I'm just home from Ecole du Vieux-Chêne in Terrebonne, where I worked with three wonderful groups of Grade Six students. Also, these kids had me for TWO HOURS (with recess in between, and one break to stretch when I thought they needed it), and they were attentive and smart. When I realized that I'd have the same group for two hours in a row (Instead of two one-hour sessions with different kids), I was so happy I nearly danced. Which made a student named Stefania (correct my spelling if necessary, since it wasn't one of the names I wrote down in my notes) look a little well... worried!
Grade six teacher Crina Tirtoaca organized today's visit, where I worked with Ms. Crina's students and also Ms. Marie-Pierre's (that's Ms. Marie-Pierre at the back of today's pic) and Ms. Joanne's classes. Sometimes large groups can be hard to manage, but these kids made my job easy and super fun.
Amine and Jayden (both in today's pic) offered to be my notetakers. Both were SUPER -- and I think they wrote a lot of stuff down for their teachers to share with the classes. When I told the story of the story behind my picture book, The Brass Charm, Amine commented, "I think you would have done the same as the woman who gave your mother the brass charm." Oh, Amine, I'm not sure I could have been so kind, but I do hope so! My feeling is that Amine demonstrated HIS kindness by even having that thought!!
When I told the students that for me, The Brass Charm and What World Is Left (both of which are based on my mum's experiences during the Holocaust) feel to me like the stories I was put on Earth to tell, and that I hope they find the stories THEY were put on Earth to tell, a student naher med Camille (she's wearing a pink sweater in today's pic) nodded in a quiet and thoughtful way. Which was when I knew that Camille is a writer! And when I asked her about my hunch, she told me, "I love to write."
Jayden had many excellent questions, including "How did your mother survive?" That question led me to explain a complex and difficult issue -- that my mother owed her survival to my grandfather, who was forced by the Nazis to produce poropaganda art. Which led us to talk about family secrets -- and I told the students that it's THEIR job to find out the stories the people they love DON'T WANT TO TELL THEM. I even shared a few of my favourite tricks for uncovering secrets!
One of the characters in the story I'm now writing is Romanian. And then I remembered that Ms. Crina is Romanian -- YAY! During the recess break, I asked Ms. Crina a few questions which will help me when I get back to my story later this week. See, we writers are always doing RESEARCH -- even during recess breaks.
Jayden also wanted to know if my daily journal is "for ideas." Wow! I wish it were! I write three pages every day, but it's not all ideas. But Jayden gave ME an idea -- maybe we should all keep IDEAS books! And I was super pleased when a student named Clarken guessed that it took me FIVE YEARS to write The Brass Charm, even though the book only has about 900 words. "I knew it was a big number," Clarken said when I asked him how he was able to come up with the right answer.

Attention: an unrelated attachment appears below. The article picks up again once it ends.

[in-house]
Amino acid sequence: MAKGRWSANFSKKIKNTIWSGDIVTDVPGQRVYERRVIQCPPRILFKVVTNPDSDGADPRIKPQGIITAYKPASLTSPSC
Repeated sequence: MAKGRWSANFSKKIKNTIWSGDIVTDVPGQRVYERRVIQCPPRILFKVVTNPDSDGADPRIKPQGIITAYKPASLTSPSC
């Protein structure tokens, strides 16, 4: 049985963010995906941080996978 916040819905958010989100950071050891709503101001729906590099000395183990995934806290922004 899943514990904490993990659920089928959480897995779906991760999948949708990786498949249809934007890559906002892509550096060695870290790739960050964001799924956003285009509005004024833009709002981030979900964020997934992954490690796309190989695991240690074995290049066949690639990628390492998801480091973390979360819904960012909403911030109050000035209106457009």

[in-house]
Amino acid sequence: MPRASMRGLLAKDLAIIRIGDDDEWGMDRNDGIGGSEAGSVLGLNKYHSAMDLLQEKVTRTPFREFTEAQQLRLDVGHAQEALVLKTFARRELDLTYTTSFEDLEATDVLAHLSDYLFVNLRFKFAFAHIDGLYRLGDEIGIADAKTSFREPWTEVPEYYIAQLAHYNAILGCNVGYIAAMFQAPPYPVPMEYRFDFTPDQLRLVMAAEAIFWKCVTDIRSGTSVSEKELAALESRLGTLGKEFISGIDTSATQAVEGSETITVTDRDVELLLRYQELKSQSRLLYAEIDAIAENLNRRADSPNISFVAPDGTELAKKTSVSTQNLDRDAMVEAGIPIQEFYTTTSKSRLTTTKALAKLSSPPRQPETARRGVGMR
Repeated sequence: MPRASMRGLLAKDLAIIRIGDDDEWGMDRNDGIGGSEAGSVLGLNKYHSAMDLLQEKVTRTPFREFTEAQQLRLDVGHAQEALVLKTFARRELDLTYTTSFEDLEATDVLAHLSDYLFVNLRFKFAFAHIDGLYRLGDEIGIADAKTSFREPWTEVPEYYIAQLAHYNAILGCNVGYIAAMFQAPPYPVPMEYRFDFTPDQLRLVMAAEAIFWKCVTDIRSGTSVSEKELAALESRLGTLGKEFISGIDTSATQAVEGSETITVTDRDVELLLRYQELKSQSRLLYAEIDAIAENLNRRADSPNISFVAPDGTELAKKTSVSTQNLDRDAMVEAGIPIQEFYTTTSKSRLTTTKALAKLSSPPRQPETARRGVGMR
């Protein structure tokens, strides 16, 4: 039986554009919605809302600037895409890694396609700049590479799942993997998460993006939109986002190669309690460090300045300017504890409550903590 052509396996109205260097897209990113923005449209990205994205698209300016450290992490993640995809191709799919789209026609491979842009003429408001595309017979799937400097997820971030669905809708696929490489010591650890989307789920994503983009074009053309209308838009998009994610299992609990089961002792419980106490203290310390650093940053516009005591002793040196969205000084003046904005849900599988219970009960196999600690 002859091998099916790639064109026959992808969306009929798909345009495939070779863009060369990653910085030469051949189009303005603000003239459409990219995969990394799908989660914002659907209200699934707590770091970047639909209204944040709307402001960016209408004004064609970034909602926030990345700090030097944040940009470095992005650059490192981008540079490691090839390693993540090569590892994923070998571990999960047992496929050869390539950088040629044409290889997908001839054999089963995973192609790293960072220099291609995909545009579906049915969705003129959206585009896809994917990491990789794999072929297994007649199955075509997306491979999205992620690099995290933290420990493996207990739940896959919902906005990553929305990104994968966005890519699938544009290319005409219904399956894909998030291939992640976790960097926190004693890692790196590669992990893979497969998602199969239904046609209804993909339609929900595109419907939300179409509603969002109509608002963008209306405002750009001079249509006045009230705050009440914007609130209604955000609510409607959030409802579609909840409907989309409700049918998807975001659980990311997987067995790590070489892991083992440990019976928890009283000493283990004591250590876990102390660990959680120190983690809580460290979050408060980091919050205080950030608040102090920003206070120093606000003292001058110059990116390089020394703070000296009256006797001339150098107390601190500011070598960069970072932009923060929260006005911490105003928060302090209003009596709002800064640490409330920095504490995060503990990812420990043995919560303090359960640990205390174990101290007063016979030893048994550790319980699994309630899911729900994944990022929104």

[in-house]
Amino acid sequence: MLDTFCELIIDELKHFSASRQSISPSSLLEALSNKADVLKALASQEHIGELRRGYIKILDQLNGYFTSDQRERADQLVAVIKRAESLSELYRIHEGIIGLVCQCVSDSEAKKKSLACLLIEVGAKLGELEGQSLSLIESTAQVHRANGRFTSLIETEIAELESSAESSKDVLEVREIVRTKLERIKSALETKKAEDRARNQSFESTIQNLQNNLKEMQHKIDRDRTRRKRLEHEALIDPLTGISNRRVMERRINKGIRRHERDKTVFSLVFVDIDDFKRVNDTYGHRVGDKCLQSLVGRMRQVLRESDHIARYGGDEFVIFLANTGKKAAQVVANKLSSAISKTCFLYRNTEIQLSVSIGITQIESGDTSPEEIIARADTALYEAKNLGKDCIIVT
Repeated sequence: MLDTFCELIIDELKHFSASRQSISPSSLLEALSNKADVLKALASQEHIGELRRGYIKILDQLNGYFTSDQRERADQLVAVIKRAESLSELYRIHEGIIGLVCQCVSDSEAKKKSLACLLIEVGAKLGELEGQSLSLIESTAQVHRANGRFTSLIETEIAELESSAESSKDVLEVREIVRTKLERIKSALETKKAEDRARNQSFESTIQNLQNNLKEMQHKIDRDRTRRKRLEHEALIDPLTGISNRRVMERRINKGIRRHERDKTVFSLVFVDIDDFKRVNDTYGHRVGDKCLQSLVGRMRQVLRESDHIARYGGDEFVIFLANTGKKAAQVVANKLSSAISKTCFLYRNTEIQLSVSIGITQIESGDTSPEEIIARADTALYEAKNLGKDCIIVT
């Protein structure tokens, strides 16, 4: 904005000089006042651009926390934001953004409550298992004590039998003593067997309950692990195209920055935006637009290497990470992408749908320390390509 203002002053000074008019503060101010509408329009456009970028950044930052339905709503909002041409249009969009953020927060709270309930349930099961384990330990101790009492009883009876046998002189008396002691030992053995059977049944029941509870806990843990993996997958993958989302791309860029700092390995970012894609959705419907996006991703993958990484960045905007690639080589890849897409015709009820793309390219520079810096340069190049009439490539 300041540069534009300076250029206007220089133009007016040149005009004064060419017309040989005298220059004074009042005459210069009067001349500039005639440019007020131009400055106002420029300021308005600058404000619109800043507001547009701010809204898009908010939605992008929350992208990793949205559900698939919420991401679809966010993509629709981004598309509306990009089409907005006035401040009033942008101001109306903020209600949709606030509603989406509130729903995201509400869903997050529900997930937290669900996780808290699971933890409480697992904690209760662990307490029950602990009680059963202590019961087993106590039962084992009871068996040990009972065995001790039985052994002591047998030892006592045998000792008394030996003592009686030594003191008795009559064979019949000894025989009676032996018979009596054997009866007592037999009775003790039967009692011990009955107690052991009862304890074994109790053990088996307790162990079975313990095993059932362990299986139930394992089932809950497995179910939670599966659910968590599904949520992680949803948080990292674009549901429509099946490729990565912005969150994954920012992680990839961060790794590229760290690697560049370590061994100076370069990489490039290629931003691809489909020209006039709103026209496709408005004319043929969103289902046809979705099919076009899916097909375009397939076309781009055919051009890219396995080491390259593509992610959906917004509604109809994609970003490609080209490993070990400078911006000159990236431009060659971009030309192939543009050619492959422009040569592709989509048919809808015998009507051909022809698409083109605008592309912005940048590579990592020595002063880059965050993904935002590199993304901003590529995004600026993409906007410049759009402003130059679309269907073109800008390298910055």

If I sound happy, it's because I am. I was very moved by how interested the students were in learning about the Holocaust. I grew up in a Jewish community, where we all knew about the Holocaust, so somehow it's extra-special to me that kids from non-Jewish communities are also interested in learning about this dark chapter in human history. As I told the students, it's sometimes painful to learn about the past, but we need to know the truth, and we need to fight injustice and take every opportunity we can to be kind -- the way that woman was kind to my mom when she gave her the brass charm.
Many many thanks to Ms. Crina for the invite, to her and the other teachers for sharing their students, and to the students for being AMAZING. Now get to work uncovering secrets -- and writing about them!
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Love reading your adventures with students of all ages. You have the ability and power to reach them all! I think when I finish reading PLANET GRIEF with Rachel, if there is time left in this school year, we’ll read WHAT WORLD IS LEFT. Keep up the great work!! Hugs and much admiration!!
A big thank you to you, Mrs. Monique Polak!
We are honored and grateful for your annual visit which has become a must!
Your gift of telling stories - real or imagined - captivated the audience, as usual.
You teach, share generously, and touch souls in a graceful way!
I hope your great energy, optimism, and positive outlook on life will inspire our students!
CRINA!!! Thank you so much for this beautiful kind message. You're the one who is a gift to those students. I had such a wonderful time with all of you yesterday. The visit gave ME energy, optimism and a more positive outlook!!